Indepth Arts News: |
"Matterart: Pauline Burbidge - Textiles, Charles Poulsen - Sculpture
2002-04-08 until 2002-05-13
Shire Pottery Gallery and Studios
UK United Kingdom
Shire Pottery Gallery and Studios presetns Matterart, a striking exhibition of contrasting materials and methods in which vibrant colour plays against monochrome, fabric against metal, contemporary quilt maker Pauline Burbidge and sculptor Charles Poulsen demonstrate that materials do 'matter' in their shared exploration of the tangible world and folding objects to make wall reliefs and freestanding sculpture.
Pauline Burbidge's large-scale quilted textile wall hangings use imagery that is inspired by the countryside around her. She incorporates freeform collage and stitching techniques within her work and in this exhibition will be using digital photography and computer-generated images in her preliminary visual studies.
Pauline Burbidge has for many years stood at the forefront of contemporary quilt making. Her work is featured in major museums and private collections around the world, including the Victoria and Albert Museum, London, The National Museums of Scotland and the prestigious James Collection at the International Quilt Study Centre, University of Nebraska, USA. A member of prominent committees, author of several publications including her latest book, Quilt Studio, Pauline Burbidge is a popular teacher and runs design workshops from her home in the Scottish Borders, where she lives with her partner Charles Poulsen.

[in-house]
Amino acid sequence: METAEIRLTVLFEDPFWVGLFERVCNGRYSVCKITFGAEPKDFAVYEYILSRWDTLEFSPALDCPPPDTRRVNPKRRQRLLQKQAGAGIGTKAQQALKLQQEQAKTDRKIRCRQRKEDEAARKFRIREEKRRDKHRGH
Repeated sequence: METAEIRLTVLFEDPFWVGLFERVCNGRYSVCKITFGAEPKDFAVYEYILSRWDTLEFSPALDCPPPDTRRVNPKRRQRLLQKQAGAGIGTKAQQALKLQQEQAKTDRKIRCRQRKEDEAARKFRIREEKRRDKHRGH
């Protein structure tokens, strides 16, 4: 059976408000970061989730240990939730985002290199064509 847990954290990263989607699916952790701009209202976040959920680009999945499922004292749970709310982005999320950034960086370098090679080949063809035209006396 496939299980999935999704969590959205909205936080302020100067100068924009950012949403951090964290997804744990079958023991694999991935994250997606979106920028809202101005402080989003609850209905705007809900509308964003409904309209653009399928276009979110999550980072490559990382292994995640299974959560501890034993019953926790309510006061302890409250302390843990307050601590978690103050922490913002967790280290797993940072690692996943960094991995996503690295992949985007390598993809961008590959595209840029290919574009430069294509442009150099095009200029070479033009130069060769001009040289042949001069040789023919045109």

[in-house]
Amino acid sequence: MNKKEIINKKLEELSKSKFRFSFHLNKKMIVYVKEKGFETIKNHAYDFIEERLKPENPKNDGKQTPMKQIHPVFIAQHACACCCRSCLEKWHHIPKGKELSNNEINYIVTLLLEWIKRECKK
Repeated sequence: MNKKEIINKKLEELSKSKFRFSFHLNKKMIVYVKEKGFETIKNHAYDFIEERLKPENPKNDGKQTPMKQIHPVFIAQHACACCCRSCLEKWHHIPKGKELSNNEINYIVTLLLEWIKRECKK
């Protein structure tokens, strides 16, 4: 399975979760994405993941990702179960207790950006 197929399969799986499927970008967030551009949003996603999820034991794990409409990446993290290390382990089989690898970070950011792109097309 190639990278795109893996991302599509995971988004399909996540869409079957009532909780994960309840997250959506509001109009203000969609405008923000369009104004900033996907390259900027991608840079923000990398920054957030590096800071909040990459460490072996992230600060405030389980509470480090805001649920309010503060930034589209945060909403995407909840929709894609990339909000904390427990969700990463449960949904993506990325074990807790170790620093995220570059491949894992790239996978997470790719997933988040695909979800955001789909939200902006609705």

For nearly two decades CHARLES POULSEN has worked with simple materials - concrete and principally lead sheet, wrapping and folding objects to make wall reliefs and freestanding sculpture. The lead wrapping, rather than concealing the object, acts as a skin, changing how we view it. The effect is extraordinary and transforming. Stones become weightless, common objects such as tools loose their rigidity, tree branches become skeletal - their history submerged in their wrapping.
Another strand to Charles Poulsenís work is the production of large drawings using paper drenched in linseed oil then rubbed with charcoal until there is a dense black medium. Repeated words are scraped into the medium, revealing the white beneath to form rhythmic images. In this exhibition the sculpture and drawings have come together with text forming the basis of a lead wall relief called Hush.